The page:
Return of the Dead: Taxidermy in Contemporary Culture

The American Museum of Natural History is famous for its dioramas that include expert examples of taxidermy. But taxidermy is encountered in other types of museums and facets of contemporary life, especially since it has been gaining popularity in art and elsewhere. This post explores (and celebrates) the expected and unexpected spaces where taxidermy is…

What’s the Word? A Glossary of Taxidermy Terms

In previous blog posts we described our condition and inventory survey of mammalian taxidermy. In completing that survey, we created this working glossary of terms to ensure that each conservator who participated in the survey shared a common understanding of terminology for taxidermy materials and techniques. We share the glossary below for others who may…

Case Study: Flying Squirrel Treatment

Another of the specimens treated as part of our preparation for our Care of Historic Mammalian Taxidermy workshop at the Society for the Preservation of Natural History Collections (SPNHC) 2017 annual meeting was a taxidermy giant red flying squirrel. Project Intern Logan Kursh executed the treatment. There was little data available about the date or…

Case Study: Lemur Mount Treatment Part 2: Treatment

In addition to thorough condition examination and photographic documentation, conservation treatment decisions should begin with a clear proposal to be approved by Collections Managers, Curators, or other stakeholders prior to beginning hands-on work. Caitlin submitted the following treatment proposal to the Mammalogy Department for the treatment of the lemur mount.  Treatment Proposal Use a HEPA-filtered variable-suction…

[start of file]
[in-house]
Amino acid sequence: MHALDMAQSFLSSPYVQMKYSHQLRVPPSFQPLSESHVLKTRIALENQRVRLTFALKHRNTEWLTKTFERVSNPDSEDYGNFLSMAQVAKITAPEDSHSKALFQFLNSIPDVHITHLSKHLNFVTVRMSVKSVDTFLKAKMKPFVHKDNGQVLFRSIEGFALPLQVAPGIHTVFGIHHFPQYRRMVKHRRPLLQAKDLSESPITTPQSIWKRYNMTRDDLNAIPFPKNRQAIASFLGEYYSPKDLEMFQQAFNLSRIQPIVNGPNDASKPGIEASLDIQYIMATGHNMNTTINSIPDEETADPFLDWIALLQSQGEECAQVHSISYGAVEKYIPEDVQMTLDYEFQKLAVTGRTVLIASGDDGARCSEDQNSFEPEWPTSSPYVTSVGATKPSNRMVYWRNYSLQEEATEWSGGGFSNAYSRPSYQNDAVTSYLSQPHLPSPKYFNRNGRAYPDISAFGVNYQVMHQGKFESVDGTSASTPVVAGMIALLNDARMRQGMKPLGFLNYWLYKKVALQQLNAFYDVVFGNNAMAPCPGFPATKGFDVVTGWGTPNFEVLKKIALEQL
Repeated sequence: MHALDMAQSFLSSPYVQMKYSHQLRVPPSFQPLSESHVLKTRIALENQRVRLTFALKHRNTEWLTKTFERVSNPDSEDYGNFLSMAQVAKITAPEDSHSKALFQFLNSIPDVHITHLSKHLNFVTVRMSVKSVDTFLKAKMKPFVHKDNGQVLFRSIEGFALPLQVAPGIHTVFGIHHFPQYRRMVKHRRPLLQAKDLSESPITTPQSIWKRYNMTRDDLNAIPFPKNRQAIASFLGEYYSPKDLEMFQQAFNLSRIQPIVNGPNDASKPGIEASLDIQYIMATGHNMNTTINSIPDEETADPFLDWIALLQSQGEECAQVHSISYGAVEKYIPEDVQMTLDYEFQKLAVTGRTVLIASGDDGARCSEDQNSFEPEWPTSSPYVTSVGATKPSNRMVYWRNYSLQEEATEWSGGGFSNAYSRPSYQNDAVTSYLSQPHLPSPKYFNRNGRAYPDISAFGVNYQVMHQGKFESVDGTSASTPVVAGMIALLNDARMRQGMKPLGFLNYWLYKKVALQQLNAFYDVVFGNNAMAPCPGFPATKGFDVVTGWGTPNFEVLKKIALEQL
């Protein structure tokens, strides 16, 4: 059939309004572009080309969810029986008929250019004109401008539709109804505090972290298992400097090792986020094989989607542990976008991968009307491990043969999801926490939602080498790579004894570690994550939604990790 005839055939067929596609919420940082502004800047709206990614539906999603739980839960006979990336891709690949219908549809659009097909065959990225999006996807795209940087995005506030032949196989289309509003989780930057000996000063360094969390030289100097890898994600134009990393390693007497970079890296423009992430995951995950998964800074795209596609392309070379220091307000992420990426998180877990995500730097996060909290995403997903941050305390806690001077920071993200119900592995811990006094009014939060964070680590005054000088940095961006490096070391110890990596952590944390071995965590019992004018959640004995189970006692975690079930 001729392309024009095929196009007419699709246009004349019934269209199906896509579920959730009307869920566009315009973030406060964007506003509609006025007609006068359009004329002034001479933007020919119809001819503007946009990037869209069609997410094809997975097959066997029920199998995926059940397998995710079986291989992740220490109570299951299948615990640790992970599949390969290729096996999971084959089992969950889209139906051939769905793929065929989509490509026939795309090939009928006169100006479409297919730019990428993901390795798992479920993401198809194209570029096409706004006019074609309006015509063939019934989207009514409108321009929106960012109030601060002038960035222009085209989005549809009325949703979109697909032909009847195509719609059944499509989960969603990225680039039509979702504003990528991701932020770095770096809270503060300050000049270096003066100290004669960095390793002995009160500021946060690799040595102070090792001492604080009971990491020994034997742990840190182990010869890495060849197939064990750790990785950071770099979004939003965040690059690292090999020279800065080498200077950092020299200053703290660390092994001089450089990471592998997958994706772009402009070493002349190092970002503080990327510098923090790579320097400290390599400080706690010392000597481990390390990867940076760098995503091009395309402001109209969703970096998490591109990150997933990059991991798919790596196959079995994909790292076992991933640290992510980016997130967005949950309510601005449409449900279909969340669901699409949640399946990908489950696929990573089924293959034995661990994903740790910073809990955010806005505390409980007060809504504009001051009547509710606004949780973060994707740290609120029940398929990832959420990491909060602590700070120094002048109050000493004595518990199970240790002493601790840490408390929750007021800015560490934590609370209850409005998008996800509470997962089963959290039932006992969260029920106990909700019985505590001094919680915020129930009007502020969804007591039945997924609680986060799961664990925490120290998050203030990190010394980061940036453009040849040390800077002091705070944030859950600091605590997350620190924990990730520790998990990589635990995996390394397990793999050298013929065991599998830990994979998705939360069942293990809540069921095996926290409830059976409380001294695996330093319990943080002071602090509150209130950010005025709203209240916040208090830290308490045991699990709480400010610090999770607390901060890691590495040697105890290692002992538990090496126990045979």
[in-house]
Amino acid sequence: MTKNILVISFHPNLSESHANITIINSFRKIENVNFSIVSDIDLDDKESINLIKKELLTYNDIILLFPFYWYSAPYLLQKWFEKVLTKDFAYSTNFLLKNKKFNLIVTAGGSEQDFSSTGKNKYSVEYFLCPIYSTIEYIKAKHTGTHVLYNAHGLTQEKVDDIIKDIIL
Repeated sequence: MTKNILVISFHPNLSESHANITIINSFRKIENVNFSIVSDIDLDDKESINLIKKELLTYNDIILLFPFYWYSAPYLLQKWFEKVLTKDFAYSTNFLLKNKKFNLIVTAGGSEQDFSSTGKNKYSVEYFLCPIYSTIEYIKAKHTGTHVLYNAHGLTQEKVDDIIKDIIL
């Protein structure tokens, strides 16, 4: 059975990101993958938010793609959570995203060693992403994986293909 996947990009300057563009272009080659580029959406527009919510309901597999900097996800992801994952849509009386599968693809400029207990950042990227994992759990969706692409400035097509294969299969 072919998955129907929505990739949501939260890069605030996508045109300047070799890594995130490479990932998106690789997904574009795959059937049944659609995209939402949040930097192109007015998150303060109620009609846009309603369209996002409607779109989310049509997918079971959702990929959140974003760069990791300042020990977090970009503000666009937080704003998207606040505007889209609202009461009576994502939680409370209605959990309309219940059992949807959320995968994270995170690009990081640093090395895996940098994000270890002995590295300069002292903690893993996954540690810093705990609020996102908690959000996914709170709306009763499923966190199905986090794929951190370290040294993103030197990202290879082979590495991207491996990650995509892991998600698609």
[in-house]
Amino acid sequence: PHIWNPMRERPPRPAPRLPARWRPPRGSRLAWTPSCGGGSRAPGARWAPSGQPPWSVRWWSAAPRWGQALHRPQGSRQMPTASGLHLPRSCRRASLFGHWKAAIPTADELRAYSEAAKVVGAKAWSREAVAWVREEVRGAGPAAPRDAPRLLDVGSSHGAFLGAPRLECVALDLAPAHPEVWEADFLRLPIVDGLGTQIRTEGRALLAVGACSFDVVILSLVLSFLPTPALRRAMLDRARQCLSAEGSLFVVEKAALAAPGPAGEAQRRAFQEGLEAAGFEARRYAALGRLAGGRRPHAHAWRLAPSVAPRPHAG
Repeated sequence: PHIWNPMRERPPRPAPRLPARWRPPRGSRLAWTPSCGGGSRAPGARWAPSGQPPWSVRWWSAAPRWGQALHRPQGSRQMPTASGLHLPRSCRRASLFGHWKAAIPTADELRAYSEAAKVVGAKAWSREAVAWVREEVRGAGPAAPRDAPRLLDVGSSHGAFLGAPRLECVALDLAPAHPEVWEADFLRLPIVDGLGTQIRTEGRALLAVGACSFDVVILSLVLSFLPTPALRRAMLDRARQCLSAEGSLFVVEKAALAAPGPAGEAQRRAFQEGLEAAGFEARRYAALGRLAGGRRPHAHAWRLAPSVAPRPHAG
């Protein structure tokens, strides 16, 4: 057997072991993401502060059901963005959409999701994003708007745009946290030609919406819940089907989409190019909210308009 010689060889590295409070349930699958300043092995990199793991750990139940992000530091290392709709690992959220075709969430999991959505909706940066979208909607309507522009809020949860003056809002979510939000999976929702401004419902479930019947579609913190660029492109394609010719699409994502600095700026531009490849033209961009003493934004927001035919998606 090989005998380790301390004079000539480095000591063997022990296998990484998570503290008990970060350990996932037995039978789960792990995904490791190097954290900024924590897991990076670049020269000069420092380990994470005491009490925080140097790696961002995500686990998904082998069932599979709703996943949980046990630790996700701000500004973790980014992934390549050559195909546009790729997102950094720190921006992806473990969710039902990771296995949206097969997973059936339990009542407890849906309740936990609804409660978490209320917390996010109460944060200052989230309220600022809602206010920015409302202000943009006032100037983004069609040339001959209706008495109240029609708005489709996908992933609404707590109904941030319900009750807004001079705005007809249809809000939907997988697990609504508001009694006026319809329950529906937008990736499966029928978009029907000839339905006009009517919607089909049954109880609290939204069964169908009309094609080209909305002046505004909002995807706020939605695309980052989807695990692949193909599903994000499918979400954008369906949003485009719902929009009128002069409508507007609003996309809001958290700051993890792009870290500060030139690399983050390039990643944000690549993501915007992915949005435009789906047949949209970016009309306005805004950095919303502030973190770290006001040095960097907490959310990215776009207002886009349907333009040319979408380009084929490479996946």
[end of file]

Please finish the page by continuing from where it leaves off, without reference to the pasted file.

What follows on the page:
Case Study: Lemur Mount Treatment Part 1: Condition Examination

In addition to testing the stability of metal-complex dyes, we have been studying condition issues facing historic taxidermy collections (see our previous posts on the Mammalogy condition survey) and performing conservation treatments on selected specimens. These treatments stabilized important mounts and served as case studies for a workshop on the Care of Historic Mammalian Taxidermy…

Surveying Historic Taxidermy Part 3: Results

Our condition survey of historic mammalian taxidermy in the American Museum of Natural History’s Department of Mammalogy (see previous post), supplied an understanding of the most common condition issues affecting them, and clearly displayed their probable causes. Cracks, Splits, and Dust: Responses to Environment It is not unusual to find cracks and splits in historic…

Renovation of the Bernard Family Hall of North American Mammals, Part I: What is a habitat diorama?

In 2011-12, the American Museum of Natural History undertook an ambitious program of renovation to the 45 habitat dioramas in the Bernard Family Hall of North American Mammals.  It was important that the unique features of each diorama be preserved throughout the renovation project, which played a role in deciding what kind of materials could…

Introducing the Recoloring Taxidermy Research Project

In 2013, the American Museum of Natural History and Yale University’s Institute for the Preservation of Cultural Heritage and the Peabody Museum of Natural History were awarded an Institute for Museum and Library Services‘ (IMLS) National Leadership Grant to fund a three-year project devoted to the development of best practices for recoloring faded mammal taxidermy…